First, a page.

Key Rescue Seattle Blog

Essential Lock and Key Terms

Published on 3 months ago
Essential Lock and Key Terms
Locksmithing isn’t just a professional service - it’s a technical art, with tons of variable details, unique skill sets, and complicated technical procedures involved. When receiving locksmith service, it’s best to understand some basics about the range of available services and their unique and specific terminology; in this blog entry, the expert Seattle locksmith team Key Rescue Seattle will detail some of the main terms to know before you receive your locksmith service so that you can be better prepared and informed.


Rekeying is a process that involves the changing of a lock’s code or inner core so that it can be operated with a different set of keys. These can be a set of existing, but differing keys, or a replacement set of keys. When locks are rekeyed, the previous set of keys will no longer be able to operate it. Rekeying is advisable when there’s new tenants in a unit, or if keys are misplaced. When you move into a new property, you can always rekey all the locks instead of replacing them. Businesses should rekey when employees leave. 

Master Keying

Master keying is a process that makes it possible to use a single key for all of the locks in a single home or orifice. Master keying can be customizable, with certain keys operating most but not all of a property’s locks, or all of them at one. The grand master key can open all locks - and each lock will also have its individual key that will only work for it, but not the other locks. This is ideal for properties where different areas have different levels of access privileges or security clearances.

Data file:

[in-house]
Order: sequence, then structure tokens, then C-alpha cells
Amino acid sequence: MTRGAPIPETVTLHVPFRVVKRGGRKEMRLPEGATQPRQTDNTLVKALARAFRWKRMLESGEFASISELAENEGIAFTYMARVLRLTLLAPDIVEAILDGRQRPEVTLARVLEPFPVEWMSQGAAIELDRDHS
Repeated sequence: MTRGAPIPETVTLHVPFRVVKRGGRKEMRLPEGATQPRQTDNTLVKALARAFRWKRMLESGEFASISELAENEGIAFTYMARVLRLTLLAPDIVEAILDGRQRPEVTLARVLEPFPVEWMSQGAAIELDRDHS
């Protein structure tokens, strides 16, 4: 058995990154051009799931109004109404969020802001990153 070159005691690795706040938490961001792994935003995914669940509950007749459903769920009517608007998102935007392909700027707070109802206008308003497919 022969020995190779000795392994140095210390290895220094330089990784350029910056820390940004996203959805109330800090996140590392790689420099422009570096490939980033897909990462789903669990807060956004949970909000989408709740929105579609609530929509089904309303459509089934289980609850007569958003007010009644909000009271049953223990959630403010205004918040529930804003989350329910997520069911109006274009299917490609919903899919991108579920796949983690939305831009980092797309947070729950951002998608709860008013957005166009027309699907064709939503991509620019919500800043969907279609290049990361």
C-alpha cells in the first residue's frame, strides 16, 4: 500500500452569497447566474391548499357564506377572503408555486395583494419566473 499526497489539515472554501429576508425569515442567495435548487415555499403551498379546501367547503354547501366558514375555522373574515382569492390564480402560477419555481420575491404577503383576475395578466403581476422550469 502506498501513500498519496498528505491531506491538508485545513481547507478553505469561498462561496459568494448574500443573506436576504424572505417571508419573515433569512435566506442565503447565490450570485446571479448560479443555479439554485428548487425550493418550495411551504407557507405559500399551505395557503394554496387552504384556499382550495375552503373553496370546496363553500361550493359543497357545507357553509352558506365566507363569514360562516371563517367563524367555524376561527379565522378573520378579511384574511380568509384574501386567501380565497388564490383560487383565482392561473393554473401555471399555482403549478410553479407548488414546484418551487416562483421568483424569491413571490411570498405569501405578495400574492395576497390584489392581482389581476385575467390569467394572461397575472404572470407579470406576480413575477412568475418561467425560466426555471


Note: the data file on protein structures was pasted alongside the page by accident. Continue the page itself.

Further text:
Key Copying

This simply means duplication of an existing key. This is necessary to provide independent access to guests, visitors, or office staff members. This is a service that should be performed after rekeying service to provide you with spare keys. 

Lock Bumping

This process is when locks are picked with a uniquely carved bump key. Bump proof locks offer pick resistance with their double sets of tumblers. 


This process involves the arrangement of different bits of the key that hit particular areas of the lock - and is the code that the locksmith uses when they create duplicate keys. 

Cylinder Locks

This lock has a cylinder at the doorknob’s center - and comes in single or double cylinder varieties that, respectively, operate with a cylinder key on a single side and a knob on the other - or with keys on both sides. These locks are also known as cylinder pin tumbler locks. 

Lever Locks

These locks carry a series of levers that are pushed to variable heights to allow the bolt to unlock - usually 3-5 levers - and operate with flat bitted keys. 

Deadbolt Locks

A common and popular form of high security locks that use heavy bolts as the main protective aspect. The bolt pushes directly into the doorframe by - at least - one inch (ideally more.) Deadbolt locks cannot be opened by force. 

Mortise Locks

A popular commercial lock, mortise locks are recessed within the door’s frame and carry a knob on each side. Mortise locks can be locked from the inside using a doorknob - but is considered somewhat low security due to the door frame recess allowing for the possibility of physical and bruce force entry.